Is the Apple Vision Pro comfortable?

The Apple Vision Pro headset, unveiled at the Worldwide Developers Conference on Monday, looks impressive. Designed to work with iPhone and iPad apps, the headset lets you play games, watch movies, take spatial photos and video, and get more productive with your Mac. The headset uses a combination of eye and hand tracking, as well as voice control, to let you move around in a virtual space without the need for additional controllers.

Tech YouTuber Marquee Brownlee got his hands on the headset and was very impressed with its performance. He said that it was easy to navigate, and that the headset is more comfortable than most he has tried before. He was also able to make FaceTime calls and use apps on his Mac without having to remove the headset. The headset can even project the screen of a MacBook laptop onto a virtual display when you look at it.

However, the $3499 price tag remains a sticking point. Brownlee also said that the headset’s design is a little on the bulky side, so it may not be suitable for extended wear. The headset’s frame is made from aluminum alloy and is curved to fit your head, and it comes with different size Light Seals (what Meta calls a facial interface) for a custom fit.

Apple’s Vision Pro headset also includes a pair of high-resolution micro OLED displays with 23 million pixels, which is more than a 4K TV for each eye. It can track your gaze with a ring of LEDs and invisible sensors, and it eliminates lag to keep up with your movements so that images appear as if they are happening in real time. The headset will also support the new iPhone XS and iPhone XR, so you can use it to watch movies, sports games, and other apps on those devices.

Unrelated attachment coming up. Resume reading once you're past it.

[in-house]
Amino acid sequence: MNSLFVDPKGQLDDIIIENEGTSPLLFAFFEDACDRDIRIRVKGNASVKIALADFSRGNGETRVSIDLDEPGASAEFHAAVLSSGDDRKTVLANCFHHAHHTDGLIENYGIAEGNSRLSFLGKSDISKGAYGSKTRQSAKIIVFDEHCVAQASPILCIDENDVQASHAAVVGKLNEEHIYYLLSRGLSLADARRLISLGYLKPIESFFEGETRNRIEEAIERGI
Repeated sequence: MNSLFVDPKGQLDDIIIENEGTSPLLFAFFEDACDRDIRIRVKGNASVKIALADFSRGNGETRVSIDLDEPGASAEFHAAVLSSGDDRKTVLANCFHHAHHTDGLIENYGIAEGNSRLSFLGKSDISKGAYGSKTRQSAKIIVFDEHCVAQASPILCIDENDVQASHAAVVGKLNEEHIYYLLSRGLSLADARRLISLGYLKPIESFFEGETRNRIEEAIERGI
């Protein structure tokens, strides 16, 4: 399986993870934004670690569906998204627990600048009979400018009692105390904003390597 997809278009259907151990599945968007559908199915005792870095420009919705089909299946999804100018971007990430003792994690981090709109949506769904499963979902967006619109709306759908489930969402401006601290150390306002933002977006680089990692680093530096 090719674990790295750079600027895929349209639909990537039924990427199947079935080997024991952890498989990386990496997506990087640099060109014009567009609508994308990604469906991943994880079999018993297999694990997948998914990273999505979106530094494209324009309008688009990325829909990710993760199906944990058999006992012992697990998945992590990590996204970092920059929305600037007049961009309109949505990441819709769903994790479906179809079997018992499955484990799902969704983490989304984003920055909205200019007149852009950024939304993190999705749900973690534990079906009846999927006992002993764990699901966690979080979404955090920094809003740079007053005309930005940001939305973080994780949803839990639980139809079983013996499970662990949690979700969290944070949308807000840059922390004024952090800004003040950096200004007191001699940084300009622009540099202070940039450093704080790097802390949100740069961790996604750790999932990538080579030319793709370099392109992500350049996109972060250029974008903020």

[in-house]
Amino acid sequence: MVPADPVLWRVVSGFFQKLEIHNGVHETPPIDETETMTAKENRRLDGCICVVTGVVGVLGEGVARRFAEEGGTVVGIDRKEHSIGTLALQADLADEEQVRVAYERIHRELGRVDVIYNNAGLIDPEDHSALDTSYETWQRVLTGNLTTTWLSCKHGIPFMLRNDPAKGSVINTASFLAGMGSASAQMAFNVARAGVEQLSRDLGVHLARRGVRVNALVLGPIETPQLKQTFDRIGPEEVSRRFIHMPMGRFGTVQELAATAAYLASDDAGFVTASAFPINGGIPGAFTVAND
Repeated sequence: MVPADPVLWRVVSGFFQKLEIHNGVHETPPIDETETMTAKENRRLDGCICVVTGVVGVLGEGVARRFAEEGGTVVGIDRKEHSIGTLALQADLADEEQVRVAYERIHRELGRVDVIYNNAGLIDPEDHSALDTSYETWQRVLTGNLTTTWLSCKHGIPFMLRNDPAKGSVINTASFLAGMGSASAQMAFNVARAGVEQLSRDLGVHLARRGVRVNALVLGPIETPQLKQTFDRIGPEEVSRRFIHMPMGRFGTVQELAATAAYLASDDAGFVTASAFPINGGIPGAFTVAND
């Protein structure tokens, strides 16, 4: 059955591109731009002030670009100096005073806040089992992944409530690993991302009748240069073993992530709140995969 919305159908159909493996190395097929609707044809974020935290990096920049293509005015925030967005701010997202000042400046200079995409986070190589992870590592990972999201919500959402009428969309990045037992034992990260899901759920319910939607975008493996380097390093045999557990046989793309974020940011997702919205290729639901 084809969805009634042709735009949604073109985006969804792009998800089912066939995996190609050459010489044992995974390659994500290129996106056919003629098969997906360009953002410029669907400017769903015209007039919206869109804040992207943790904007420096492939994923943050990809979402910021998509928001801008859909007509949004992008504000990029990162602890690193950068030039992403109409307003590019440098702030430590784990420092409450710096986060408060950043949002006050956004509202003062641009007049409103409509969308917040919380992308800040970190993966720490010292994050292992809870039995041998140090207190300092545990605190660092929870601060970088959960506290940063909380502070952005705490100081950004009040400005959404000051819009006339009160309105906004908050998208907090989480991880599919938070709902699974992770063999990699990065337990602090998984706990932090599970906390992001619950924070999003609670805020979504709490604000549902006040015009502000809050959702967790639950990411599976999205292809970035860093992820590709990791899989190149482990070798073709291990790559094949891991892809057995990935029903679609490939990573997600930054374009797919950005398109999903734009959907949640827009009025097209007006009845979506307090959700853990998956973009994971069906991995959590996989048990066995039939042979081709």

The Vision Pro will also allow you to view panoramic images that you have created on your iPhone or iPad, and it will also display photos and videos in 3D. It can even dim the surrounding environment so that you can watch a movie in VR like you are in a theater.

Is the Apple Vision Pro easy to use?

Apple describes the headset as a “mixed reality experience” that combines augmented reality with virtual reality. It uses a front display to show the world around you and sensors inside the headset that track your movements. It can also capture 3D visual files that you can later view on a Mac or iPhone. These aren’t 3D files in the traditional sense where you can walk into them, but more like stereoscopic photos or videos that give the illusion of depth.

The headset is controlled mainly by your eyes, hands and voice. You can look at apps to scroll through them, tap your fingers to select them and use the built-in mic to voice-control functions. It also works with Bluetooth accessories like a mouse and keyboard for more precise control. You can even connect it to your Mac and see a 4K display on the headset, making it a portable, private work station.

You can watch 4K movies, play games and use other augmented reality apps that are designed for Apple’s headset. The headset is compatible with a wide range of popular games controllers and has built-in audio pods that can deliver spatial audio on supported services, eliminating the need for external earbuds. A knob on the back-left of the headset adjusts the amount of tension holding the headband in place, so you can find a comfortable fit.

For those who wear glasses, Apple has worked with ZEISS to make optical inserts that can replace your lenses while you’re using Vision Pro. It’s unclear how much these will cost or whether they affect the fidelity of the headset, but Apple is keen to avoid people having to choose between wearing glasses and using its VR headset.

The headset is tethered, though you can also choose to power it wirelessly with the included battery or your Mac. The battery will be tucked away in the body of the headset to reduce its weight and size, but it won’t let you use it for more than two hours at a time. Apple says you can use a tethered cable with the headset when connected to your computer for longer sessions.